The best democracy that money can buy
How Ron Johnson got re-elected
The 2022 midterms were unusual in many respects: a long anticipated red-tide never emerged, the incumbent’s party did relatively well. Most hearteningly, voters largely rejected election deniers at the ballot box.
I want to focus on one particular Senate race to illustrate the banal and legal way that money and power matters in American elections. In Wisconsin, Ron Johnson, an undistinguished, unpopular two-term Senator who has lately become a conspiracy crank was narrowly re-elected, defeating Mandela Barnes.
One way of interpreting what happened is inefficiency of progressives in targeting of their funds.
The money mattered for sure. Many voters had no strong opinion of Barnes, and the spending framed him as soft on crime or different in ways that made the Wille Horton ad look genteel by comparison. Ads darkened his skin, portrayed him as “different” and superimposed his name on crime scenes. Exit polls showed that white voters, especially women, who supported the incumbent Democratic Governor switched their votes to Johnson for the Senate race.
A new paper in the American Political Science Review emphasizes the power of money in elections, estimating that a $2 million advantage garners about 10k votes in a Senate race.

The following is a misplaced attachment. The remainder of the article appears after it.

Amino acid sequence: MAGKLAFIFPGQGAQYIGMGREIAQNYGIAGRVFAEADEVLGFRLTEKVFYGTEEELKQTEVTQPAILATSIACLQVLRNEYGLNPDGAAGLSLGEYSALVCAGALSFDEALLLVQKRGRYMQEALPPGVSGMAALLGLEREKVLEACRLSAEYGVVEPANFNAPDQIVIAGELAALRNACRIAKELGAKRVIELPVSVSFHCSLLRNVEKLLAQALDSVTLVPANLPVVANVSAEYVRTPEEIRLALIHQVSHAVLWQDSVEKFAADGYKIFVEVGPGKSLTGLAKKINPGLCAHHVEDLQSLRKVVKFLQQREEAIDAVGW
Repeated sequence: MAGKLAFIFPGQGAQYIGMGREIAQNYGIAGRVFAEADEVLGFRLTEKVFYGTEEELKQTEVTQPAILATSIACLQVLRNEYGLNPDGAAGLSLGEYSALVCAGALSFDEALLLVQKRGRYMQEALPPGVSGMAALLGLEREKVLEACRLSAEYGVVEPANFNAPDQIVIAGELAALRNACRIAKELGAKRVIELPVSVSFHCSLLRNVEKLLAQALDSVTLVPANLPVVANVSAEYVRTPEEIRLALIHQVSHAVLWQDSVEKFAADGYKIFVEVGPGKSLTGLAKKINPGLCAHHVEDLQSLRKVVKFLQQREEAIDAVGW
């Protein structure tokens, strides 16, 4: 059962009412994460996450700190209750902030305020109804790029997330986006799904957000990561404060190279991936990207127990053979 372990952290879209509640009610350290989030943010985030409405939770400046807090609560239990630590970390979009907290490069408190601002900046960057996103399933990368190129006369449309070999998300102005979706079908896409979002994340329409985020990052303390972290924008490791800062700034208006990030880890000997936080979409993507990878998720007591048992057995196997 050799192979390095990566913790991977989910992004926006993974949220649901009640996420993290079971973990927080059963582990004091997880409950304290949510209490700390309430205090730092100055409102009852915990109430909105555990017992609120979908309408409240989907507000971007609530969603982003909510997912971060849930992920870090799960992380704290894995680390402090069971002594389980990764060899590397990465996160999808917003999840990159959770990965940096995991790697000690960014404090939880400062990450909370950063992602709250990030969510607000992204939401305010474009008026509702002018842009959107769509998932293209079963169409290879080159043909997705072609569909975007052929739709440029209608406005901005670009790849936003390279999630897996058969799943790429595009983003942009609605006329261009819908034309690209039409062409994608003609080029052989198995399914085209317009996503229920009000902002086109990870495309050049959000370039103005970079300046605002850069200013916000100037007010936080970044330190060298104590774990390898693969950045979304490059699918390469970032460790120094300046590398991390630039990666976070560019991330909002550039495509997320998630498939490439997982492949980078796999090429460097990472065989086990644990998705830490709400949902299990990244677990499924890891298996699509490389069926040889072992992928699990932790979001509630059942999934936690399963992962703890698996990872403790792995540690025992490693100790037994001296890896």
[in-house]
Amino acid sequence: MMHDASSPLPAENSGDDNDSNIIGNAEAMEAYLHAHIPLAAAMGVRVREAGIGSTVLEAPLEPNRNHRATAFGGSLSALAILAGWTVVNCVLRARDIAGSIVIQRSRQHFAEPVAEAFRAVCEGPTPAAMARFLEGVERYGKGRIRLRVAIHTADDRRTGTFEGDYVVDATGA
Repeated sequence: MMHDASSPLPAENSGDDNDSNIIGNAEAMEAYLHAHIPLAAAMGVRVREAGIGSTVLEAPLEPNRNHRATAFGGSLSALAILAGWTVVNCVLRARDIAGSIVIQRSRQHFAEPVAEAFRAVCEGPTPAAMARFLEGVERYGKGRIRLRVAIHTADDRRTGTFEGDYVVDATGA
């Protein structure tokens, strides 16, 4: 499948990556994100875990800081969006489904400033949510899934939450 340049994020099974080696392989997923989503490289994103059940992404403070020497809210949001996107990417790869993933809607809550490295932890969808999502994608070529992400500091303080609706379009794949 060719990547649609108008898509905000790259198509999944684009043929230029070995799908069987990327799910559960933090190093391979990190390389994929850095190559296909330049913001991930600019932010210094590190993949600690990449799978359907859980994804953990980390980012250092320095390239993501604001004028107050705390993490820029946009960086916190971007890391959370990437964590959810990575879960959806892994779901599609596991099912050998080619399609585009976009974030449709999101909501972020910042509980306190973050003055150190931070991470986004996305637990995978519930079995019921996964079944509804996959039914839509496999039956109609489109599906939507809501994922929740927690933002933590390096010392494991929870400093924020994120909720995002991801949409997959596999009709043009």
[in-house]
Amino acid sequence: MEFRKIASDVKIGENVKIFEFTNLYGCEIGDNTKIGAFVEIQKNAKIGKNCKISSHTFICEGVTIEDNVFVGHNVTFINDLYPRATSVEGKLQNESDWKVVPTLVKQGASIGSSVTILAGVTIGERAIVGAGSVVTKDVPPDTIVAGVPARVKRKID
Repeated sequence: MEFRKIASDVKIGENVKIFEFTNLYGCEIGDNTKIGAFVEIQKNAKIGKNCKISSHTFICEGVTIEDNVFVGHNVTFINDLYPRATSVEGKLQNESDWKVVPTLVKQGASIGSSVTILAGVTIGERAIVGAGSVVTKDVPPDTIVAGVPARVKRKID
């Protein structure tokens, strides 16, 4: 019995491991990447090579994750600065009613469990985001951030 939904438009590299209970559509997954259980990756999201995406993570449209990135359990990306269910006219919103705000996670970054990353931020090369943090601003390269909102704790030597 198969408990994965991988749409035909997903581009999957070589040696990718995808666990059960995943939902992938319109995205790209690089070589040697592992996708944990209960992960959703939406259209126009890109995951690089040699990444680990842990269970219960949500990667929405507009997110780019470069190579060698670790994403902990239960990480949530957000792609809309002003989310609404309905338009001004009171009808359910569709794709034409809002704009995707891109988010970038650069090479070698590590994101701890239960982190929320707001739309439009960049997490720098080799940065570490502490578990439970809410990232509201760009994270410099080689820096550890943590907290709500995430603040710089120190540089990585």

Barnes lost by less than 27,000 votes. Coincidentally, he was outspent by outside groups by about $27 million ($76 million vs. $49 million). If therefore seems reasonable to assume that spending difference gave Johnson the win.
One PAC, Wisconsin Truth Pac, spent $29M in the race, $9 million defending Johnson, $20 million attacking Barnes. In other words, one group provided the entire difference in outside spending.
The truth behind the Wisconsin Truth PAC
Ok, so money matters. But look deeper into the Wisconsin Truth Pac and a slightly different story emerges. This story is about not just the power of money, but of concentrated money, and how it can generate large returns.
Wisconsin Truth Pac is driven by three billionaires: Diane Hendricks, and Richard and Liz Uihlein. They have also spent smaller amounts on other pacs that also supported Johnson. Such concentrated support allowed Johnson the knowledge that he did not have to spend much of the campaign doing fundraisers, but could concentrate instead on actual campaigning and using conservative talk radio, and which he is much better at than being a Senator. [Full disclosure: I donated to Barnes for the reasons that should be apparent in this article, but have met Johnson, and found him personally engaging and confident, which are good qualities for retail politicking].